Ales Cesarini Quartet will perform as part of MUV! Festival on February 24th at ‘Teatre el Musical’, sharing the stage with Johnny B Zero. After recently releasing his album ‘Black Mantra’, we have an exclusive interview with the renowned double bass player Ales Cesarini. His versatile and nuanced way of integrating an eclectic range of genres; jazz, flamenco, African music, reggae and more…. provides listeners with a special sound and great groove too. Read on to hear more from the artist himself.


24/7 VALENCIA:  I understand that you are a self-taught musician, what motivated you to start a musical career?

ALES CESARINI: I guess it was because when I was little, in my house, we listened to a lot of music every day.  Also, my mother bought me a Casio keyboard for children and I liked to play with that. As a teenager, I played electric bass in several bands but without dedicating time to study music. One day, I was helping my father at a craft fair and I saw that they were doing a jazz concert. I was very impressed by the freedom with which they played and communicated with each other. So, I asked the saxophonist how I could learn to play like that… and I was very lucky that the guy was Latino Blanco, who had the only modern music academy in Valencia (Sedajazz). From then on, I started to go deeper into music. I have never been a good student. Most of the knowledge that I do have, I have acquired doing concerts with different musicians and styles.

What does reggae mean to you and how has it influenced your upbringing?

It is the music my mother listened to the most, and it transmits joy and relaxation to me. It’s also the music that makes me dance the most. I feel very identified with the minimalism of the bass lines. It has a lot to do with my character.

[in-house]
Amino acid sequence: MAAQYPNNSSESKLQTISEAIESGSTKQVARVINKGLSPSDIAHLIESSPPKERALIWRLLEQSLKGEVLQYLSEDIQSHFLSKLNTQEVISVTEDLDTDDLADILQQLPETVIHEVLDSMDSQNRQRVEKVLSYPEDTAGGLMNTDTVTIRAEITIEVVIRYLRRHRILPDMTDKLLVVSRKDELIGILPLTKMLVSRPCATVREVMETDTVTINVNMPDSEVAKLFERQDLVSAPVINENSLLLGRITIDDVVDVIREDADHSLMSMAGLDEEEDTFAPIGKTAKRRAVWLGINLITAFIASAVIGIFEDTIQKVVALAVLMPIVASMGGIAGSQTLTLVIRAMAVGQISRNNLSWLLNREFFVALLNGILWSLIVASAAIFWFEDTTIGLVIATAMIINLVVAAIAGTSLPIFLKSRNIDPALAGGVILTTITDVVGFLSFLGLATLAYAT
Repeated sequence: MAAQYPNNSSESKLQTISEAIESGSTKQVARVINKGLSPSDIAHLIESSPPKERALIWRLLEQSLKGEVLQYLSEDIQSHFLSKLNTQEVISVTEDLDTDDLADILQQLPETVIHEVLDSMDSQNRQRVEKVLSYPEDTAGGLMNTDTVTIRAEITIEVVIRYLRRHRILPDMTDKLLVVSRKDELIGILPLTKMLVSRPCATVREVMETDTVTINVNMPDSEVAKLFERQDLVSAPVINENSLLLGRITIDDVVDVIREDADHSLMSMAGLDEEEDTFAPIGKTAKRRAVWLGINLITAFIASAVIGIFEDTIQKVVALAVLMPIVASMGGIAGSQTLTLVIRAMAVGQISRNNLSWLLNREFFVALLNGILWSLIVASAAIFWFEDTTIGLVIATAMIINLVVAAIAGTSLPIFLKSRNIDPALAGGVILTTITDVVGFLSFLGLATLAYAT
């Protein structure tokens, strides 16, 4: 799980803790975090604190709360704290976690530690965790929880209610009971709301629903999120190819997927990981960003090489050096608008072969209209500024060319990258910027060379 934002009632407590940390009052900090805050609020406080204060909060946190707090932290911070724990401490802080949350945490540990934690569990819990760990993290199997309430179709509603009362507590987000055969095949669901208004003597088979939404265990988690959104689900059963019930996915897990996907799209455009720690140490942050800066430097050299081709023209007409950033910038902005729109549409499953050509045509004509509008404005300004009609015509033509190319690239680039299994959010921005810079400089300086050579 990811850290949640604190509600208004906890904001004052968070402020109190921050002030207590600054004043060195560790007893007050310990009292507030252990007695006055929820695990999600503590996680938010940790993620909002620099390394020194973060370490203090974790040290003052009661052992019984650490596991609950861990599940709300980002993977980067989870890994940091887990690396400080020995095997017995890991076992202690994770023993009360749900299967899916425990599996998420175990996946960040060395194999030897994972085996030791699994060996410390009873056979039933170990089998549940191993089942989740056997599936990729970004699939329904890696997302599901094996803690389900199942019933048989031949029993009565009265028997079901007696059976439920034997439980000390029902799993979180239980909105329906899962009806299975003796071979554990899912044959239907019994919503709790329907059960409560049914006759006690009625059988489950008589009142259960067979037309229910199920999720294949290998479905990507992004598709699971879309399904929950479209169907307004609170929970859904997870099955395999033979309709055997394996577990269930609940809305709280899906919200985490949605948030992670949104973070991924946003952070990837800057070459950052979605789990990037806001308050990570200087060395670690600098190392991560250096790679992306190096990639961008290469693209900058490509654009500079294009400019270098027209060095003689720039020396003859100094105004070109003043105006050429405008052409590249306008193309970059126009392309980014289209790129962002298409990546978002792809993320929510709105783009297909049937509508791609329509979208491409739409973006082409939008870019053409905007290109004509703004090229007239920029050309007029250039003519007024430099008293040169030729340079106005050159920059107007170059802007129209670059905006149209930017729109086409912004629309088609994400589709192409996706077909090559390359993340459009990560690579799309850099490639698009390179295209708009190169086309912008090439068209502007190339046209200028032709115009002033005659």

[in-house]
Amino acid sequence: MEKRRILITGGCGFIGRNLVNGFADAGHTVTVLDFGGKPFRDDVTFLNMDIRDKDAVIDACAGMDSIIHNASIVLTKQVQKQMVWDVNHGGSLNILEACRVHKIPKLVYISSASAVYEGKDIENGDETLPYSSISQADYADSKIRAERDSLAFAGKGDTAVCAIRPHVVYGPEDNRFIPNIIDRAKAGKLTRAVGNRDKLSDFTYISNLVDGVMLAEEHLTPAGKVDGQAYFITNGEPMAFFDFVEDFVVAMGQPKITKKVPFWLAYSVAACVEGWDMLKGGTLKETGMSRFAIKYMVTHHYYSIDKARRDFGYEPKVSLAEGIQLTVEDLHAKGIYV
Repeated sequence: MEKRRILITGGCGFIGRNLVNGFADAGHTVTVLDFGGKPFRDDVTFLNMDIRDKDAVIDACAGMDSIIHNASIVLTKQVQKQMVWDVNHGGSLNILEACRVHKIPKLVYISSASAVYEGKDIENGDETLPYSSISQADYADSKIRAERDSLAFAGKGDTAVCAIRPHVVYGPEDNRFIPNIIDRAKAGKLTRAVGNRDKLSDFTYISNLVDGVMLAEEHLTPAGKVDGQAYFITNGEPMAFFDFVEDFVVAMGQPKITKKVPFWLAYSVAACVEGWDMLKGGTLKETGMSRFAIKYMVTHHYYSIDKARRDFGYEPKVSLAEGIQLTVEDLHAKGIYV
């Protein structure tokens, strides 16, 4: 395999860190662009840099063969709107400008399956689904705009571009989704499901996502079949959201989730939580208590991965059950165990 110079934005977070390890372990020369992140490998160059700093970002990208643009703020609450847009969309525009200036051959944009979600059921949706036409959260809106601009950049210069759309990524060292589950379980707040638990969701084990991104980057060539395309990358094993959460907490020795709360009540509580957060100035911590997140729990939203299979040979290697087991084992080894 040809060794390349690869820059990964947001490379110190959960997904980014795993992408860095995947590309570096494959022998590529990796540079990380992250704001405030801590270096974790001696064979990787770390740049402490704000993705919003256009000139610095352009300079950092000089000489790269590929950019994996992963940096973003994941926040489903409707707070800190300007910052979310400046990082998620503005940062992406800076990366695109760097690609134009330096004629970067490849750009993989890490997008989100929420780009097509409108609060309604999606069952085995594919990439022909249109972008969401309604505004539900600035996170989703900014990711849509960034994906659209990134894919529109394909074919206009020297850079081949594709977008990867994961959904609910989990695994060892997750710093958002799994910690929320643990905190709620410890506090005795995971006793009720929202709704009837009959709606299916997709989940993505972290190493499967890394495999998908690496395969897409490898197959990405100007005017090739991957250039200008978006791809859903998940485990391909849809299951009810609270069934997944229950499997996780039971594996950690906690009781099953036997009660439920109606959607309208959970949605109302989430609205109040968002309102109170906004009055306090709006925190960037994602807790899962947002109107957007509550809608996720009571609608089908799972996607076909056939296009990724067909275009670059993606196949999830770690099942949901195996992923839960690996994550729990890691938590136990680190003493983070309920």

Which artists have been your biggest influences?

For the last few years, my favourite artists and the ones that influence me the most are the people I usually make music with…who are also my friends.

On Friday, February 24 you will share the stage with ‘Payoh Soul Rebel’, who has sung on many of the songs on the ‘Black Mantra’ album. Can you tell us more about your relationship with him? How do you think this collaboration complements your work?

We’ve known each other for many years, and we’ve played a lot of reggae together. Payoh has a very nice timbre to his voice and also a lot of adaptability regarding the music. This latest album and the two previous ones ‘Dandelion’ & ‘Nyabinghi’ were created between the two of us. Also, the other members of the band who are David Gadea (percussion) and Baptiste Bailly (piano) are musicians with a lot of personality and they have also contributed a lot too. You could say that we do it all together, only that my name is on it, because I organize everything.

Can you tell us more about your new album ‘Black Mantra’?

I named it ‘Black Mantra’ as a tribute to my mother who passed away around the same time. ‘Black’ because of my mother’s Afro roots…and ‘Mantra’ because of the taste she had for ethnical and distinctive rhythms. The album cover is a picture of my mother when she was young. The music is a compendium of my musical experiences with reggae and ethnic music.

The majority of the songs are sung by ‘Payoh Soul Rebel’ and this album features many of his lyrics too. On ‘Black Mantra’ there are also two songs from other friends; ‘My Safe Town’ by Ivan Lopez, and ‘Puntos Suspensivos’ by Santiago Pelaez.


Interview by Sabina Redfern

Article Copyright ‘24/7 Valencia’





Teatre El Musical

Address: Plaça del Rosari, 3, 46011, Valencia

Phone: 962 08 56 91



More information about Ales Cesarini:


‘Black Mantra’ by Ales Cesarini featuring Payoh Soul Rebel:

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